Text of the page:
These and other objects of the invention are achieved in one embodiment of this invention at infrared laser wavelengths by the use of a traveling wave, ultrasonic frequency translator, comprising a block of: germanium or gallium arsenide or tellurium, with a. quartz ultrasonic transducer, optical antireflectioncoatings. andan anechoic termination; and are similarly. achieved. at visible wavelengths by the use of other materials as,.for example, quartz or zinc oxide. To insure a continuous ultrasonic wave signal in connection withthat of the optical beam, the ultrasonic frequency translator is placed within the cavity of an optical signal generator, or laser. The laser is equipped with highly reflecting mirrors so oriented that all radiation energy emitted is diffracted by the ultrasonic beam present in the'modulator crystal.
In contrast to the techniques of prior art for producing multiple frequency-translated optical beams by means of Brillouin scattering, the beams impinging upon a detector in the present invention emerge at full power level, since the intracavity modulator acts as an optical coupling window and can interact with a strong magnetic field.
The foregoing and other objects, features and advantages of the invention will be apparent. from the following description of a preferred embodiment of the invention, and an alternate embodiment,.as illustrated in the accompanying drawings.
In the drawings:
FIG. 1 is a schematic diagram without scale of the various elements in a preferred embodiment of the present invention.
FIG. 2 is a similar diagram of an alternative mode of the preferred embodiment shown in FIG. 1.
With reference now to FIG. 1, a detailed description of the structure and operation of the present invention will be given, as best illustrated in use at wavelengths corresponding to the infrared range of the electromagnetic spectrum. It is to be further understood that the structure and operation of the present invention can similarly be used at wavelengths. corresponding to the visible range of the spectrum, employing appropriate modulation media as, for example, quartzor zinc oxide. A traveling wave ultrasonic frequency translator 10, comprising a block of germanium or gallium arsenide or tellurium and incorporating a quartz ultrasonic transducer, is placed within the cavity of a laser, boundaries of which are not shown, but they laser amplifying medium, which may be solid, gas or liquid, is indicated as 11. The block is provided with optical antireflection coating 12, and a sound-deadened area, or anechoic termination 14, to insure the presence of the traveling ultrasonic waves. The system includes highly reflecting mirrors 16 and 17 in order that all energy emitted from the laser cavity will be diffracted. by the ultrasonic waves present in the crystal modulator 18.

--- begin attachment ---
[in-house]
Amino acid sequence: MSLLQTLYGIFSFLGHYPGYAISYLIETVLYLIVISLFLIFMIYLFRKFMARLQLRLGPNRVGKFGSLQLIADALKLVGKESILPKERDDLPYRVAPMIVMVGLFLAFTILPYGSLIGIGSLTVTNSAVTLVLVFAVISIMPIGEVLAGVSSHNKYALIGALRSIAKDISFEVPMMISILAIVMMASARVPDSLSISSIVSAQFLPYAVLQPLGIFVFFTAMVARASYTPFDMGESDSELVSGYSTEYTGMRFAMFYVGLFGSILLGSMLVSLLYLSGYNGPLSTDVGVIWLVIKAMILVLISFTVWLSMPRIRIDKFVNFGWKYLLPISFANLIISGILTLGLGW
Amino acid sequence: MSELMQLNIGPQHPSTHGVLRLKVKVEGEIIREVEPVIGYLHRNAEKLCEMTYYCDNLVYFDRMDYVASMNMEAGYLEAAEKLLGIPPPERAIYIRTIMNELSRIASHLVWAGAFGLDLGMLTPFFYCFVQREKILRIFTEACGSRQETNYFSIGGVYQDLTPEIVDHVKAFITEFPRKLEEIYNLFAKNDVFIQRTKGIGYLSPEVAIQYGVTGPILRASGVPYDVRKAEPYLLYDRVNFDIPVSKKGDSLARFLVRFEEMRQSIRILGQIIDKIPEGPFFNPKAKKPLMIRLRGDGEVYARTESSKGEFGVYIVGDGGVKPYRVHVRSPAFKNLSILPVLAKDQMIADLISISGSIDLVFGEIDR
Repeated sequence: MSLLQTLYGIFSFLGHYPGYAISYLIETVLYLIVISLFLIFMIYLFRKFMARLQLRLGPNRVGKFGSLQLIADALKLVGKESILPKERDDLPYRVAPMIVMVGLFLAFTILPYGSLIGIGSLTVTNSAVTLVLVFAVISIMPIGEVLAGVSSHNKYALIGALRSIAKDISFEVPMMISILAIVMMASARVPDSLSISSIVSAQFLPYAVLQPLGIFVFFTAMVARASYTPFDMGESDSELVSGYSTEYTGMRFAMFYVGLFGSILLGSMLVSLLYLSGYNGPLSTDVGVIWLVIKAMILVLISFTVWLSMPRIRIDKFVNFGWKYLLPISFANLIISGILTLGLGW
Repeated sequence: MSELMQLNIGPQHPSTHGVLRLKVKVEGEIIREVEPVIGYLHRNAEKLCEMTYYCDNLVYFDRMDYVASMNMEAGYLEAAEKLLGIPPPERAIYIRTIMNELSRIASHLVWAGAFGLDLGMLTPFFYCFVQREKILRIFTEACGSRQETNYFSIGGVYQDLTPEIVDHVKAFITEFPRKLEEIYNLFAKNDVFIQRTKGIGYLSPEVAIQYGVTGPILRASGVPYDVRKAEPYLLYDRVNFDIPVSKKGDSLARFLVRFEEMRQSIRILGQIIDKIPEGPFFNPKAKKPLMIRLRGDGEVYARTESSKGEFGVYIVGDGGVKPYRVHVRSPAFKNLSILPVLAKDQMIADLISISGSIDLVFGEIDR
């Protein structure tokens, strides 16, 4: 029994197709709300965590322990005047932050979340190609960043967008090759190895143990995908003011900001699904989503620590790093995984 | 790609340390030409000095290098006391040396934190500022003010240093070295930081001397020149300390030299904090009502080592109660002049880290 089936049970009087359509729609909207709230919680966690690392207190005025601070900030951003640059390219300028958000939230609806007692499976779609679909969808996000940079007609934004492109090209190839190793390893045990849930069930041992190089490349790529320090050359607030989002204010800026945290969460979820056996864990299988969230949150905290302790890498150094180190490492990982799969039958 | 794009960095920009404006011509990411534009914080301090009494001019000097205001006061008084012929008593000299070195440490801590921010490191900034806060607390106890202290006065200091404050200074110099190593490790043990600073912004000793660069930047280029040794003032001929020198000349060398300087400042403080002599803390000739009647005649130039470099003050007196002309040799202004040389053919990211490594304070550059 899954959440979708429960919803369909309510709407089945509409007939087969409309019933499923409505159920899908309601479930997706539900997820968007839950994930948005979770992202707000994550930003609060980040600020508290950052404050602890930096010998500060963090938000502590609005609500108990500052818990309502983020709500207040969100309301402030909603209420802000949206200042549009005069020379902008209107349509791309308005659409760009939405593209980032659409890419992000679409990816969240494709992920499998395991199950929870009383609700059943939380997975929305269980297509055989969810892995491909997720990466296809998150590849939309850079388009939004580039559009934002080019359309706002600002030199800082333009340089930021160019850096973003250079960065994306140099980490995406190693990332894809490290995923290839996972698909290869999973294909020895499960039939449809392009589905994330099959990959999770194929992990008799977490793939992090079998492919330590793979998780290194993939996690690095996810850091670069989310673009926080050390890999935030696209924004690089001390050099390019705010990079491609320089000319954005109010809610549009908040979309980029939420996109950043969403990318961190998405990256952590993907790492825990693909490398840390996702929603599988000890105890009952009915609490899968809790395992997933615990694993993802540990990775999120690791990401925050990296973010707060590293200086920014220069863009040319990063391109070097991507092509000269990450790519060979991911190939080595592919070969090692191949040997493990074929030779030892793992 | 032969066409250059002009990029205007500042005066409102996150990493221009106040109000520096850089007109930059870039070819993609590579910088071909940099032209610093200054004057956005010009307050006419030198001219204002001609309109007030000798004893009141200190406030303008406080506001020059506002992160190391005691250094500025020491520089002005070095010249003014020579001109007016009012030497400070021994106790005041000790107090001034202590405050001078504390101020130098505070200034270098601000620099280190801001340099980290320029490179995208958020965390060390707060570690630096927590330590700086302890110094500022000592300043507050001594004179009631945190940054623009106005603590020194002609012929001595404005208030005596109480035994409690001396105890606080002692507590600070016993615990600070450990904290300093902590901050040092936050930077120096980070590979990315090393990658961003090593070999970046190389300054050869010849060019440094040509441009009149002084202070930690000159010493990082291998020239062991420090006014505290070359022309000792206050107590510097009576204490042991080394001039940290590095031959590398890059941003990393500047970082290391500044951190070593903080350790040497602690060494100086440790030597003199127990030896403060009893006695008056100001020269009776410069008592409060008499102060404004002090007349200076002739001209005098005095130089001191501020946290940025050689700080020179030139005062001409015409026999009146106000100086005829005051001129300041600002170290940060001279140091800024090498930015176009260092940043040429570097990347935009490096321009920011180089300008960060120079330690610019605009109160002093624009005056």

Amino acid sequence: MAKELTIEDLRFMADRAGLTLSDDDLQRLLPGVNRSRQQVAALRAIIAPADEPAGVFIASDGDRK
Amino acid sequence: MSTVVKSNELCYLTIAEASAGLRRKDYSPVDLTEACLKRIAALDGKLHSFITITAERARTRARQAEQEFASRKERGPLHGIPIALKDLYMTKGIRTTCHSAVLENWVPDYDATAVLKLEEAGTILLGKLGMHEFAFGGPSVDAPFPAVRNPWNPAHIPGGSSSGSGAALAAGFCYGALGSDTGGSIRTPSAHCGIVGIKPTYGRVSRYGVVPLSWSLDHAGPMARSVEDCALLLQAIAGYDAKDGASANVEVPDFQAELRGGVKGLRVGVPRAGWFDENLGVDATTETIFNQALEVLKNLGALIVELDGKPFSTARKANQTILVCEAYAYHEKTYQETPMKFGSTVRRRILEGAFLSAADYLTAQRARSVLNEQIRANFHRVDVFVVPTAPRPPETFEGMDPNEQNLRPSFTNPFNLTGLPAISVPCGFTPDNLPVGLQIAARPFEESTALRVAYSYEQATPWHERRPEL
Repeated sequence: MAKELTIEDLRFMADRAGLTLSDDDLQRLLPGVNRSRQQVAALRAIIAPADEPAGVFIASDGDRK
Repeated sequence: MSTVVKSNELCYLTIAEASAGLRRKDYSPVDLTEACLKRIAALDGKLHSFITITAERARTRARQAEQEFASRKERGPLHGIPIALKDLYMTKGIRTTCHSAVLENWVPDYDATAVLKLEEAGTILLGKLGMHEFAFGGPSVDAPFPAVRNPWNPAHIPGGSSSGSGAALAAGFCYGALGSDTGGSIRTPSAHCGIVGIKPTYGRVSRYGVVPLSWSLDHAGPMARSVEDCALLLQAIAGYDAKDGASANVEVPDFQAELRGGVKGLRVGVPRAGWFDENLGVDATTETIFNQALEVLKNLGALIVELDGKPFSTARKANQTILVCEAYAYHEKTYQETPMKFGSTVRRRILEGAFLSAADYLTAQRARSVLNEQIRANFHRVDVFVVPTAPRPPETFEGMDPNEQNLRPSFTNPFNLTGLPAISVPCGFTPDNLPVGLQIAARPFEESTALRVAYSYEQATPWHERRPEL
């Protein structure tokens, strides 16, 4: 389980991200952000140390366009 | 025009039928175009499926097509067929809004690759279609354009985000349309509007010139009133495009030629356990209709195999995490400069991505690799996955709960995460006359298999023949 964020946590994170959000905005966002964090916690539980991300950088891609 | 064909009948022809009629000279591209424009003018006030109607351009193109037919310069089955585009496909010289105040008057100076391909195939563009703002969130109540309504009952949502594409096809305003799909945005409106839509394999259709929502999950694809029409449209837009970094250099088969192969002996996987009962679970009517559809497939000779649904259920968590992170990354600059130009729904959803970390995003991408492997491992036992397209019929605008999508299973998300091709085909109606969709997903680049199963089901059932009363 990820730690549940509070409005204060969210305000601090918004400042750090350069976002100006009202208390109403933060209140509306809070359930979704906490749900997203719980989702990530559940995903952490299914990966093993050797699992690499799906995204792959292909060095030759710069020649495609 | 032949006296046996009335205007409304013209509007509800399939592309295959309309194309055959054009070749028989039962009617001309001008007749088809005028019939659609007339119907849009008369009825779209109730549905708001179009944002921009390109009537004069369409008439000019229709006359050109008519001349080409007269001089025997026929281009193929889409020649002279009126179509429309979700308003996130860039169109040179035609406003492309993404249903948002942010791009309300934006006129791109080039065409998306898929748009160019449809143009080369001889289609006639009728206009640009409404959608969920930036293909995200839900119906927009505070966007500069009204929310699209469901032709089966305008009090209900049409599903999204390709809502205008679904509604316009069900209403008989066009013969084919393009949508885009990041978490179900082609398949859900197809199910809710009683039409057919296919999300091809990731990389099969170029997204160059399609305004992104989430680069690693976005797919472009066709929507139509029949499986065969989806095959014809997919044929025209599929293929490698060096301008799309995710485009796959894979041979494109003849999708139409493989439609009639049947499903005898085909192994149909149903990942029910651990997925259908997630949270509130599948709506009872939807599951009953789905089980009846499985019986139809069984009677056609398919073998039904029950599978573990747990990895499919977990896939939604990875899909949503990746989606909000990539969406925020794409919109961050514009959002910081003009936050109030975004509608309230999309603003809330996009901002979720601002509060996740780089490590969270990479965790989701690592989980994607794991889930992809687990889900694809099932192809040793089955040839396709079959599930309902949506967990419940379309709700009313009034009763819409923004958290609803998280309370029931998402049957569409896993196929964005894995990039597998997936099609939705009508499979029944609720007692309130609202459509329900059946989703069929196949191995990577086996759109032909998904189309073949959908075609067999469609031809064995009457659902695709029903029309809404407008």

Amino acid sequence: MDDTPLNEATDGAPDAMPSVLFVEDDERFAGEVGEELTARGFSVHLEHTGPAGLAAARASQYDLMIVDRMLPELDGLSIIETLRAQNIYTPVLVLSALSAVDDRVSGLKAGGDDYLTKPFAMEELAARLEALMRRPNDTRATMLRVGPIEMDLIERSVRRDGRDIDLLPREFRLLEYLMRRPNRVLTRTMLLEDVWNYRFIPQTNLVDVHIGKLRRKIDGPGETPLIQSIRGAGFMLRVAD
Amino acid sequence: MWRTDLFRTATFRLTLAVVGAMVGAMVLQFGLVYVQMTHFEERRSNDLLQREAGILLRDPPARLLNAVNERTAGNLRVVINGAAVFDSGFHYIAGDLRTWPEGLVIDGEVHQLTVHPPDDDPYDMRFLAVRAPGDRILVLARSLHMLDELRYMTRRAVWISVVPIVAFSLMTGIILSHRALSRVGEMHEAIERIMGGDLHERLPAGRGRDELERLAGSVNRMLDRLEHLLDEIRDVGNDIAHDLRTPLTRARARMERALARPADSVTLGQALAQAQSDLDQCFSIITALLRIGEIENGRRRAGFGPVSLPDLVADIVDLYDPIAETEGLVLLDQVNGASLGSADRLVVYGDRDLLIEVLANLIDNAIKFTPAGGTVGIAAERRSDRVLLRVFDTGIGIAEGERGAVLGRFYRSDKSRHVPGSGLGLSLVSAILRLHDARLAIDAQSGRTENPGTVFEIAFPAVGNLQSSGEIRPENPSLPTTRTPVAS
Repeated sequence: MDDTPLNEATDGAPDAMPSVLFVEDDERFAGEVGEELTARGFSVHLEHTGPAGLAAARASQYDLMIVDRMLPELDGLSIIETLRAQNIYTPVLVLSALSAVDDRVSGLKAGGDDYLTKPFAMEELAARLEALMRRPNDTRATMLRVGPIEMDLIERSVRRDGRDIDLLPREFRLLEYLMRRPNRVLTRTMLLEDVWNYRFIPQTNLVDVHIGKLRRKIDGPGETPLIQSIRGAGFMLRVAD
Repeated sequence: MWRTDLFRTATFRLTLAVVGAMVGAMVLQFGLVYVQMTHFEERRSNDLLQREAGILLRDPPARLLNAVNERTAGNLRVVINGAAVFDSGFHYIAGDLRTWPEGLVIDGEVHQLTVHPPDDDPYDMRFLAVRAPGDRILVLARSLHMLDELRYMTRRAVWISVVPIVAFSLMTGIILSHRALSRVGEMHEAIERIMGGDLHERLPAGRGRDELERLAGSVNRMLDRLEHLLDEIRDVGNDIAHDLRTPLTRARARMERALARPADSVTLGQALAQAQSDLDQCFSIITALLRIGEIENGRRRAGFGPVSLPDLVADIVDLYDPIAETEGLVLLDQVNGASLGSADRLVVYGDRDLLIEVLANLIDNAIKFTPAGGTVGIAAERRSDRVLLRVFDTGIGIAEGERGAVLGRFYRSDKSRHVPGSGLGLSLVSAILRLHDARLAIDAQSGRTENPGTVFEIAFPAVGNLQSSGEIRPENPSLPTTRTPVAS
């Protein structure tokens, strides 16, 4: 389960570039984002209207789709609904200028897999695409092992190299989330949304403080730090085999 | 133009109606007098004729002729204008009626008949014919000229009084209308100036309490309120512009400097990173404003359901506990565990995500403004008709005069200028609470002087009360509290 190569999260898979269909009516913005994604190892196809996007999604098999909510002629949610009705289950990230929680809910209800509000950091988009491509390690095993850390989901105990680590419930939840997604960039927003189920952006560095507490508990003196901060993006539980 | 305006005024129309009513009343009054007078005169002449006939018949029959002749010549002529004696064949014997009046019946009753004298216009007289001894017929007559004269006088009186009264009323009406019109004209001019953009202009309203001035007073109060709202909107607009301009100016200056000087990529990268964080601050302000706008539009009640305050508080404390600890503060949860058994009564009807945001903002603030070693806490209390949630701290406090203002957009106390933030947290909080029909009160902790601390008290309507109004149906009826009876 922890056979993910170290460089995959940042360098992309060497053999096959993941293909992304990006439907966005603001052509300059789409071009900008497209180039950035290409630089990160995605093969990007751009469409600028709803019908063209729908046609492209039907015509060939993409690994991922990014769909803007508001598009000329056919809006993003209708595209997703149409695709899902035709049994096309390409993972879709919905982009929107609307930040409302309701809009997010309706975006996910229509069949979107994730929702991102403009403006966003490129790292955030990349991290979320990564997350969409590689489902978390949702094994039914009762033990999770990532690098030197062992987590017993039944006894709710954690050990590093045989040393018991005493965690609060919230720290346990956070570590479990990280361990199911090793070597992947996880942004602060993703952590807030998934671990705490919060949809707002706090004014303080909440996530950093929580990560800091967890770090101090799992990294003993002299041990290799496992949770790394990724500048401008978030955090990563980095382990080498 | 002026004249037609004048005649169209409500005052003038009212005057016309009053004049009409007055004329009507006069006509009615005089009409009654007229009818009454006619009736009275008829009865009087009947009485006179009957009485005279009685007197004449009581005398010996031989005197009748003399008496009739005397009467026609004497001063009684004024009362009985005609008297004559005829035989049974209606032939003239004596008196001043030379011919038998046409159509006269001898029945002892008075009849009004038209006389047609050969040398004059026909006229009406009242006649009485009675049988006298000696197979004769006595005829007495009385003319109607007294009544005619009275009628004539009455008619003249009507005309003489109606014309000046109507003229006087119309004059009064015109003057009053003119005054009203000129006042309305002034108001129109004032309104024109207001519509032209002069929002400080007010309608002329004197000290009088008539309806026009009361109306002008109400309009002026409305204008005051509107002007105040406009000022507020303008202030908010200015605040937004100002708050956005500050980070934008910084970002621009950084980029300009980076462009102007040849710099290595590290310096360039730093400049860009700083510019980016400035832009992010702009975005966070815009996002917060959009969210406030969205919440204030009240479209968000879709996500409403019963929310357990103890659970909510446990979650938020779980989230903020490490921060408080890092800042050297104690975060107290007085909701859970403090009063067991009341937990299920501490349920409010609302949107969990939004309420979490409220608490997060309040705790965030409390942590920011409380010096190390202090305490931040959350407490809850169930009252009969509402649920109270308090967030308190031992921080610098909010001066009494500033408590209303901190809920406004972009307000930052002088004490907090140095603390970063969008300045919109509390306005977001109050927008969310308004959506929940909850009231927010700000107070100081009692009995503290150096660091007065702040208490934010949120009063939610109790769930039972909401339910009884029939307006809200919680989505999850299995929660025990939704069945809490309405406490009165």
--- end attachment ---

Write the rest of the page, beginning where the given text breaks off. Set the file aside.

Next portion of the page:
In the embodiment of the invention described, energy indicated as traveling fromthe transducer 10 leftward to the fully reflecting, mirror 16 will produce an upward diffracted beam upshifted in frequency an amount (w,,+w where W is the optical frequency of the local oscillator, or laser, and w, the ultrasonic frequency of the transducer. Energy indicated as traveling from the transducer rightward to the fully reflecting mirror 17 will produce a downward diffracted beam downshifted in frequency an amount (w,,w,), at the Bragg angle 0/2, defined as the angle whose sine equals M1211 where is the wavelength of light and A the wavelength of sound.
It should be noted, as further explanatory to the above description, that an input signal to the transducer comprising a repetitive radio frequency pulse of large amplitude superimposed on a continuous, lowlevel radio frequency signal, both at frequency w,,, produces largeamplitude optical pulses simultaneously with cw optical signals, being emitted from the modula tor 18 parallel but in opposite directions with opposite frequency translations. If the optical pulse at frequency (W -W is passed through an optical system, for example, a telescope 20, and permitted to reflect from a moving target 22, the reflected signal returning back through the telescope will have a frequency of (w,,w,+w where w is the doppler shift due to reflection from the moving target 22. This signal will then pass through the modulator 18 essentially unaltered, since the pulse repetition period is adjusted to be longer than the target echo delay, and the low-level, ambient ultrasonic wave in the modulator 18 is not sufficiently intense to produce modulation of the target echo signal.
The target echo at frequency (w -w +w,,) and the low level local oscillator signal at frequency (w,,+w,) thus pass colinearly into a photodetector 24 and produce an output heterodyne signal at a frequency (2w,w representing the difference between the respective signal frequencies.
Since the rise time of the optical pulse and hence the minimum pulse duration is determined by the transit time of the ultrasonic wave across the optical beam in the modulator 18, an alternate embodiment of the apparatus is provided which produces shorter pulses for use in cases where the advantages of the embodiment described with reference to FIG. 1 may be limiting. An embodiment such as that shown in FIG. 2 may be needed, for example, in high resolution optical radar systems.